Gagarin Station is the largest deep space station built by humanity, a Bernal Sphere design with a 500-meter-diameter habitable area. It was constructed beyond Pluto, nearly 80 Astronomical Units (12 billion kilometers) from Sol. Moving crew and material to this location bankrupted most of the backers.
Gagarin was placed at the inner edge of the heliopause -- the point at which the solar wind can no longer push back the interstellar medium. It was built to test a number of faster-than-light drive principles that theoretically could only occur in interstellar space. The station was nicknamed "Jump Zero," as it was intended to be the jumping-off point for humanity's expansion into the galaxy. Shortly after the station was completed, the Prothean ruins were discovered on Mars, rendering the entire effort moot.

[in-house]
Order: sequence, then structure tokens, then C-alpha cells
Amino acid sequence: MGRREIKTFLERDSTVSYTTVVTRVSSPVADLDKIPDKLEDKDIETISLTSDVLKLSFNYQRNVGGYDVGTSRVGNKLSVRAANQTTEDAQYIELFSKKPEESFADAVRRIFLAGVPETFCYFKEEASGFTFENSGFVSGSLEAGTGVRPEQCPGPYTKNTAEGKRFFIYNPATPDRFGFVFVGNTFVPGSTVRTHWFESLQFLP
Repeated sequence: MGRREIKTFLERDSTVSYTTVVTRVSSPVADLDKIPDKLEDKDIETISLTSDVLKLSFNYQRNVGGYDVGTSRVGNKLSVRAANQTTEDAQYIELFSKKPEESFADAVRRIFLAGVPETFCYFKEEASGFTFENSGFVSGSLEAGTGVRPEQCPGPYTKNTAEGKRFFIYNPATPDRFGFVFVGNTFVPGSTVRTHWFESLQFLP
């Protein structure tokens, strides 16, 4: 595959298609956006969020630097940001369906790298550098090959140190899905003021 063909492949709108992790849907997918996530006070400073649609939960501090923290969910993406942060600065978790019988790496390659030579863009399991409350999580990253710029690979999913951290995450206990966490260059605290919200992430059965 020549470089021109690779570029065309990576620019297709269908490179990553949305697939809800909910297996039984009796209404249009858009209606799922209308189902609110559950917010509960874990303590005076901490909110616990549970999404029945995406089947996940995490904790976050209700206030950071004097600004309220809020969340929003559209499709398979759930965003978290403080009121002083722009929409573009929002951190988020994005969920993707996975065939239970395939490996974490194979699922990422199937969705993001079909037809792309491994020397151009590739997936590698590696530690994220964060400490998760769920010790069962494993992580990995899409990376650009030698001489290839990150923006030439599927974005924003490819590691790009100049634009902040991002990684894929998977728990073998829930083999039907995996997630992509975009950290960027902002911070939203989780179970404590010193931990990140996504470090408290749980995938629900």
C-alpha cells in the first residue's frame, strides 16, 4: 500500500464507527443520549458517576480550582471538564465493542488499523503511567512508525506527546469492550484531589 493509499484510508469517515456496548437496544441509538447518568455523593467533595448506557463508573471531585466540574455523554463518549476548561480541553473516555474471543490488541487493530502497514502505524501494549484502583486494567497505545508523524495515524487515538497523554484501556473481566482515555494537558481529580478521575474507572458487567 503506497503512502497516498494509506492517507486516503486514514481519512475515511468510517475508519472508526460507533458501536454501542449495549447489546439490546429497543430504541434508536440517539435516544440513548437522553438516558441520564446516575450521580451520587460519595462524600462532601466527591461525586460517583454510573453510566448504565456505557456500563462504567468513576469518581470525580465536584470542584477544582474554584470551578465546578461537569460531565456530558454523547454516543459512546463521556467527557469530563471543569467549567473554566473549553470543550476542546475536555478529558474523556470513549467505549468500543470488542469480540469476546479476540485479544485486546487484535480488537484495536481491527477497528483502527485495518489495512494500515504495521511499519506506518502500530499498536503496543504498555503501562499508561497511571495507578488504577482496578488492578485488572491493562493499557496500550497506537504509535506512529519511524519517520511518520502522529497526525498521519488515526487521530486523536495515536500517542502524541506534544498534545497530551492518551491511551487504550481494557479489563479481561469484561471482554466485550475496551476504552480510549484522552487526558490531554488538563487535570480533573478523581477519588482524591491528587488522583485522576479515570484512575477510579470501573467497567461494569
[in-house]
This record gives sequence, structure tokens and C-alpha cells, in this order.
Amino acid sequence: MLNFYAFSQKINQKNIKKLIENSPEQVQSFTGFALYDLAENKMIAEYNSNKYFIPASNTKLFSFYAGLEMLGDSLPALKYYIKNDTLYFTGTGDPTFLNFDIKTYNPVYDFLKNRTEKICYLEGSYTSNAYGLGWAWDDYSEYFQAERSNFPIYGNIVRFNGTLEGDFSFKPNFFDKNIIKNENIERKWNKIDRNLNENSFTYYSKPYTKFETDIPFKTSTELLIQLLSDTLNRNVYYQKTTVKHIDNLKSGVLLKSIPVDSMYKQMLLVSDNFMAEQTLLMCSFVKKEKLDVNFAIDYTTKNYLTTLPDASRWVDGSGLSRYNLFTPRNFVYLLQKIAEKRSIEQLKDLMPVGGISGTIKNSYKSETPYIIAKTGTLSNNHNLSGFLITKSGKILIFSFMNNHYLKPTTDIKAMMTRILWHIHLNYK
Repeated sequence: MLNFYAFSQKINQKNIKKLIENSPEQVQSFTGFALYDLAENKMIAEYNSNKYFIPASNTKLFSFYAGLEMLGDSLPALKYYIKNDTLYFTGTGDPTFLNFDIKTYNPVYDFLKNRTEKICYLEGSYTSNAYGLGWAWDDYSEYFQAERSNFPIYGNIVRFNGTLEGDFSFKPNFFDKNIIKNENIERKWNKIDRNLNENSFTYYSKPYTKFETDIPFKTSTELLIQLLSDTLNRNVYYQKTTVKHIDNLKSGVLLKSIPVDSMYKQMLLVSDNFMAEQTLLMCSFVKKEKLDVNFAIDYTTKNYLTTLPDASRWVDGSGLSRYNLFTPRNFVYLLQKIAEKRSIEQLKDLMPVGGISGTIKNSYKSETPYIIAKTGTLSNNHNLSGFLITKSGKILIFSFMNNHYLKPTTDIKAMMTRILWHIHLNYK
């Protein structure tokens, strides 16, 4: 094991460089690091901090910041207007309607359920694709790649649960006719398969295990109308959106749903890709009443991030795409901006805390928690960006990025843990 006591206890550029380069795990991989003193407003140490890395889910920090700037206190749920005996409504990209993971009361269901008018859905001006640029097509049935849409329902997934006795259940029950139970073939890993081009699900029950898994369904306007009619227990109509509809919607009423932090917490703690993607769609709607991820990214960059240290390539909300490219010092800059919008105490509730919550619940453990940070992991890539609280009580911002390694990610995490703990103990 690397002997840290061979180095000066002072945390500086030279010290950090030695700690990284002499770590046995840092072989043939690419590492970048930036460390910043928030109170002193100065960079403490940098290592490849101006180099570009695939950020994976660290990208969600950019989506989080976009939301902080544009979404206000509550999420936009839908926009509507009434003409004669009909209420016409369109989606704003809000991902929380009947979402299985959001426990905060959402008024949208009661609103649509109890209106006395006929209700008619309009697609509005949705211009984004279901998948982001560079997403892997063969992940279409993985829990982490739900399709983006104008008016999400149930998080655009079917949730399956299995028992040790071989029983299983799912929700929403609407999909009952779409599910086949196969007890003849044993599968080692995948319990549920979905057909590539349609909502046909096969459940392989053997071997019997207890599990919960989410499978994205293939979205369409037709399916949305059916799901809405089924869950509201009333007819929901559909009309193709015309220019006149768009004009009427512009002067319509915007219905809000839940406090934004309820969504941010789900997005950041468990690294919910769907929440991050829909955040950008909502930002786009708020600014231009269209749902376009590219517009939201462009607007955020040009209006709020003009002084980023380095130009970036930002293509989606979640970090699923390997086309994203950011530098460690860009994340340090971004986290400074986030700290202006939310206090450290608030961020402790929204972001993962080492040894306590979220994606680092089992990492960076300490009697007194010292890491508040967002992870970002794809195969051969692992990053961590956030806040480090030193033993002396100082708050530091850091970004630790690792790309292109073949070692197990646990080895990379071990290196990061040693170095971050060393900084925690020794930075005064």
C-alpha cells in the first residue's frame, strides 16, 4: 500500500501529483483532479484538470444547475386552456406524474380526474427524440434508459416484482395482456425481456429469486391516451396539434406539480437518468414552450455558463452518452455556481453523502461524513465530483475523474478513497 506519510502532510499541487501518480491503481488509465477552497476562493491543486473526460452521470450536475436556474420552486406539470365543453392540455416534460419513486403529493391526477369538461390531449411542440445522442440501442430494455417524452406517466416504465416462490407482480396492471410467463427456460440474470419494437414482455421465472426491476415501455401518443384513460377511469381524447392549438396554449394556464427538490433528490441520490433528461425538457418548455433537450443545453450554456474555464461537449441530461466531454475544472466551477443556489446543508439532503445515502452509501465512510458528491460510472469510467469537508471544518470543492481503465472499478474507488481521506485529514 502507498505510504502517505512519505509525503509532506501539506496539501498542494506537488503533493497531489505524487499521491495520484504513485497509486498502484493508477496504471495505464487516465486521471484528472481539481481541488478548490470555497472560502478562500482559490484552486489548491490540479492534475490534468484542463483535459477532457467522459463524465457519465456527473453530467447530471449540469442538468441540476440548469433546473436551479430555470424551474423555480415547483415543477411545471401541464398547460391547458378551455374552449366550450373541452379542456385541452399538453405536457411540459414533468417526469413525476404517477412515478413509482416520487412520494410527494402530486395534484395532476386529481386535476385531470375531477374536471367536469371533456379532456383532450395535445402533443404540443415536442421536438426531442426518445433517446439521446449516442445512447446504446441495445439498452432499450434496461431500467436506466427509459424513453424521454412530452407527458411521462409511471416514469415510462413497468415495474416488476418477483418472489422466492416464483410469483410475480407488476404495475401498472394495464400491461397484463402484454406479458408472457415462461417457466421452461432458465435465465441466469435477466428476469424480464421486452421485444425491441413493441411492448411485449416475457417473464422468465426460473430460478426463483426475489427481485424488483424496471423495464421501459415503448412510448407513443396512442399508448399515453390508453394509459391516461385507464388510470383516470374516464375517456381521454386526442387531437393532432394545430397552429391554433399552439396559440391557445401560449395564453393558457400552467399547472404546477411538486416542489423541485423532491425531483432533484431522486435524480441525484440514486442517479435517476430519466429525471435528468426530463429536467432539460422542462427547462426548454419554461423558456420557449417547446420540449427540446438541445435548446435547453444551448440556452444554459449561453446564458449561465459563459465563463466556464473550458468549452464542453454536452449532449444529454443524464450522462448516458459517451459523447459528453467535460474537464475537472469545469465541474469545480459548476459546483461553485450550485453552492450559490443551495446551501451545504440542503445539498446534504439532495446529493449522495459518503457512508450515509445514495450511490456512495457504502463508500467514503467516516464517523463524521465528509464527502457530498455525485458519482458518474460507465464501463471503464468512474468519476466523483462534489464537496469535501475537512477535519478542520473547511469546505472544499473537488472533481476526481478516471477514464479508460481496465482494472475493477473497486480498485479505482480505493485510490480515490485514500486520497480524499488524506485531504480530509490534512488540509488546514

After struggling to make a profit for a decade, Gagarin was sold to the Systems Alliance in 2159 for a fraction of its construction costs. The Alliance refurbished it as a research and training center for the recently discovered biotic phenomenon.
In 2169, the Biotic Acclimation and Training program was shut down and Gagarin became a general research facility. Its remote location and intentional isolation from the extranet makes it popular for dangerous research, particularly in the field of artificial intelligence. Humanity's first stable AI, the Alliance-sponsored "Eliza," achieved sapience at Gagarin in 2172.
Today, Gagarin Station has a permanent population of approximately 9000. A plan has been proposed to move it to the gravitationally stable barycenter point between Pluto and the Charon Relay, allowing it to serve as a gateway facility between the Sol and Arcturus systems. The high cost of safely moving its mass has delayed this indefinitely.